More important than the party leadership

Labour leadership and deputy leadership candidates are making noises about how we need to re-engage with communities. I’ve read that we have to listen more or we have to hold hustings in towns Labour lost so we can listen even harder. And both Keir Starmer and Lisa Nandy have said we have to devolve power to local communities.

The most obvious way to get the ball rolling is to start devolving power within the party.

Let’s lead by example.

We need to give CLPs the resources to go out and earnestly campaign – to provide a support network within their boroughs, towns and villages.

The situation as it is does not reflect well on Labour.

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This graph isn’t even strictly true. In reality, CLPs receive £1.50 to £2.50 per member as that’s just the standard rate.

The only redistribution of funds that the NEC provides is in the form of some freebies (one conference pass, access to Membersnet, election insurance). These all amount to no more than £1,000 (or the subscriptions of 40 members paying the standard rate).

The financial imbalance in the party is shameful and hardly devolved.

Were the existing financial model of the party proving successful – either in election results or benefits to communities – then I wouldn’t be writing this. However, we have not seen any increase in recruitment or engagement since the last leadership election in 2016.

To move things on from this dreadful situation, we need to balance out the amount allocated to CLPs and to head office so it is a 50:50 split.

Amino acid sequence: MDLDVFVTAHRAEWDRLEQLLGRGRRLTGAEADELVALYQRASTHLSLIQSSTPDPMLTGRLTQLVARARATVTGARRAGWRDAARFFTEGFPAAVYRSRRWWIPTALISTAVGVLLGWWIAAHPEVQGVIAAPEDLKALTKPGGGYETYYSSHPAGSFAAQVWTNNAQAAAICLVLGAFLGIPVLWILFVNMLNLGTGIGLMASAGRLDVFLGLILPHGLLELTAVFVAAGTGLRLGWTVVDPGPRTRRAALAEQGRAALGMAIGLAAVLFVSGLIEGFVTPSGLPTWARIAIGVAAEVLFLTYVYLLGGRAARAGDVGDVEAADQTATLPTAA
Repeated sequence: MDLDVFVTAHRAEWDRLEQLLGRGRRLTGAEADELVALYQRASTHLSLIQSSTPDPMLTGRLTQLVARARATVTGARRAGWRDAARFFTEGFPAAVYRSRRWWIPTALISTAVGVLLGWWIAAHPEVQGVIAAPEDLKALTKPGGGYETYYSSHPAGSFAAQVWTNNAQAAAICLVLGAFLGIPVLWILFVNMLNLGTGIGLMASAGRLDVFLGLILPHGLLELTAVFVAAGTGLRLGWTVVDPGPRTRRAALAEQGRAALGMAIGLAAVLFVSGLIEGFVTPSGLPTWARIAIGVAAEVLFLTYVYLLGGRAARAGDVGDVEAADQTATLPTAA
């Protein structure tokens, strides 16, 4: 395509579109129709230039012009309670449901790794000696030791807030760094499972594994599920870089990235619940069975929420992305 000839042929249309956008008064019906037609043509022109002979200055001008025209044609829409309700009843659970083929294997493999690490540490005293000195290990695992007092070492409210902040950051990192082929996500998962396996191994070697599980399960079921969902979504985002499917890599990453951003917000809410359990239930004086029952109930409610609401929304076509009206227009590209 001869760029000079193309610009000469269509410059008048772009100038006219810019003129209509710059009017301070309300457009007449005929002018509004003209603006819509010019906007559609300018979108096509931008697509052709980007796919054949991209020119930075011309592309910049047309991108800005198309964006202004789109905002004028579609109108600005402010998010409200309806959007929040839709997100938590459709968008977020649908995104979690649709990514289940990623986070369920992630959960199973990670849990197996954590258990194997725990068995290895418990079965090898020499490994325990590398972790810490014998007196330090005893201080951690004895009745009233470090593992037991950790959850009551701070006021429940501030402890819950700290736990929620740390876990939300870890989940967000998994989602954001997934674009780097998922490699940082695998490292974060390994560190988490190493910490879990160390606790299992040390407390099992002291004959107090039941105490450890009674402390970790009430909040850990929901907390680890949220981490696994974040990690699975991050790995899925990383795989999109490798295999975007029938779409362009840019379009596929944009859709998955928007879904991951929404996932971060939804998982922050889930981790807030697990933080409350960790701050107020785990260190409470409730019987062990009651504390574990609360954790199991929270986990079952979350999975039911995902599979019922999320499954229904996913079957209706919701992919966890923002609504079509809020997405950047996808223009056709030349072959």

This is not only something that would be of benefit to local communities but it is the most just way to distribute membership subs. Almost all party activity is made at a local level so it is only right that local parties receive their fair share.

In ‘Here’s how we win again’, I wrote about how giving CLPs their rightful share of money could bring immediate benefits. In short there could be:

  • Local hubs in each constituency
  • Support for foodbanks
  • Meals offered to the homeless
  • Legal advice for people in debt
  • Cheap venue space for Recovery Groups
  • Cheap venue space for social groups
  • A space for toddler playgroups
  • A space for coffee mornings for isolated, older people
  • Cheap studio space for film makers
  • Cheap studio space for musicians.
  • Music gigs
  • Comedy nights
  • Film nights

These are just some of the ways that extra funds could be used to engage local people and to re-energise local parties.

With CLPs becoming energetic local enterprises, there would be a noticeable increase in party membership and this would bring further financial rewards to local parties as well as the national office.

In order to achieve this, we don’t need to depend on the goodwill of the next leader or the national office. That is unlikely to happen.

What we can do is effect change through the party rule book.

I have been advised that a constitutional motion debated and voted for at the next Labour Party conference could transform the party for the better – regardless of who the leader is.

This is a model motion:

Constitutional motion for Conference: for CLPs to receive 50% of their members’ subscriptions
This CLP agrees with Appendix 1 of the Labour Party Rulebook (2019), which states: